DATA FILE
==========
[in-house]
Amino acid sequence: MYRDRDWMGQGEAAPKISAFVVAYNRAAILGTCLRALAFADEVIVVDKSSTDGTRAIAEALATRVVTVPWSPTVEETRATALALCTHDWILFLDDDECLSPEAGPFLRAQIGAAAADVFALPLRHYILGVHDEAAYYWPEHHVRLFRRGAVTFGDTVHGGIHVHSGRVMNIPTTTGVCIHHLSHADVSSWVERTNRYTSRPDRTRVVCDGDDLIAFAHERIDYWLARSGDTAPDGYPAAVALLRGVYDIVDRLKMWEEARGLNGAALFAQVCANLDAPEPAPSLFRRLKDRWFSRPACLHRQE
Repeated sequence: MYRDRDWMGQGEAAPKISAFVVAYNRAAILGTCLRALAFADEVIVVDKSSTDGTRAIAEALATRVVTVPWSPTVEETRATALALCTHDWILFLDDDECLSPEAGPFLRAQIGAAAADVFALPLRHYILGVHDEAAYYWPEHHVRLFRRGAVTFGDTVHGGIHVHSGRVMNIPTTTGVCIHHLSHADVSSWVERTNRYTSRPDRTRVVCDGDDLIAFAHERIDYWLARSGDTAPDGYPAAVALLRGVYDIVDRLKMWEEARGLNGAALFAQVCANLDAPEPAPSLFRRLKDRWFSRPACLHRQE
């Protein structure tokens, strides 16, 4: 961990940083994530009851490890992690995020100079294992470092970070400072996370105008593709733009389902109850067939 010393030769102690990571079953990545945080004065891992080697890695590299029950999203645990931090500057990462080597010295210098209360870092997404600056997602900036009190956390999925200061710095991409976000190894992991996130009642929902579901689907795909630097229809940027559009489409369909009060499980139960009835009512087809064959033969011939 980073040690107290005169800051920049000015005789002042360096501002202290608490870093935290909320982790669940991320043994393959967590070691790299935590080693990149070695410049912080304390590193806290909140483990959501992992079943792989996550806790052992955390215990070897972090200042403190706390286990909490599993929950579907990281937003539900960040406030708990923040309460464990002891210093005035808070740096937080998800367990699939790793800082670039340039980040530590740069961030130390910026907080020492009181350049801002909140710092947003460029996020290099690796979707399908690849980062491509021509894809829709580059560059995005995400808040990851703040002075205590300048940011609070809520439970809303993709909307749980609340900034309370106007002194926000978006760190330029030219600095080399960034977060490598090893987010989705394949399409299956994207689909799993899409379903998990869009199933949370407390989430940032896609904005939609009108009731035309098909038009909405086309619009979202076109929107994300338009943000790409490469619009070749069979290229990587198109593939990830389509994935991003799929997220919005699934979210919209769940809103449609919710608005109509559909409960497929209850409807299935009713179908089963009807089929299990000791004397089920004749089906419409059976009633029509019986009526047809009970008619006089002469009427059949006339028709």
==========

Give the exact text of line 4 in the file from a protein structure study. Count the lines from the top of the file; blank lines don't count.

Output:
């Protein structure tokens, strides 16, 4: 961990940083994530009851490890992690995020100079294992470092970070400072996370105008593709733009389902109850067939 010393030769102690990571079953990545945080004065891992080697890695590299029950999203645990931090500057990462080597010295210098209360870092997404600056997602900036009190956390999925200061710095991409976000190894992991996130009642929902579901689907795909630097229809940027559009489409369909009060499980139960009835009512087809064959033969011939 980073040690107290005169800051920049000015005789002042360096501002202290608490870093935290909320982790669940991320043994393959967590070691790299935590080693990149070695410049912080304390590193806290909140483990959501992992079943792989996550806790052992955390215990070897972090200042403190706390286990909490599993929950579907990281937003539900960040406030708990923040309460464990002891210093005035808070740096937080998800367990699939790793800082670039340039980040530590740069961030130390910026907080020492009181350049801002909140710092947003460029996020290099690796979707399908690849980062491509021509894809829709580059560059995005995400808040990851703040002075205590300048940011609070809520439970809303993709909307749980609340900034309370106007002194926000978006760190330029030219600095080399960034977060490598090893987010989705394949399409299956994207689909799993899409379903998990869009199933949370407390989430940032896609904005939609009108009731035309098909038009909405086309619009979202076109929107994300338009943000790409490469619009070749069979290229990587198109593939990830389509994935991003799929997220919005699934979210919209769940809103449609919710608005109509559909409960497929209850409807299935009713179908089963009807089929299990000791004397089920004749089906419409059976009633029509019986009526047809009970008619006089002469009427059949006339028709």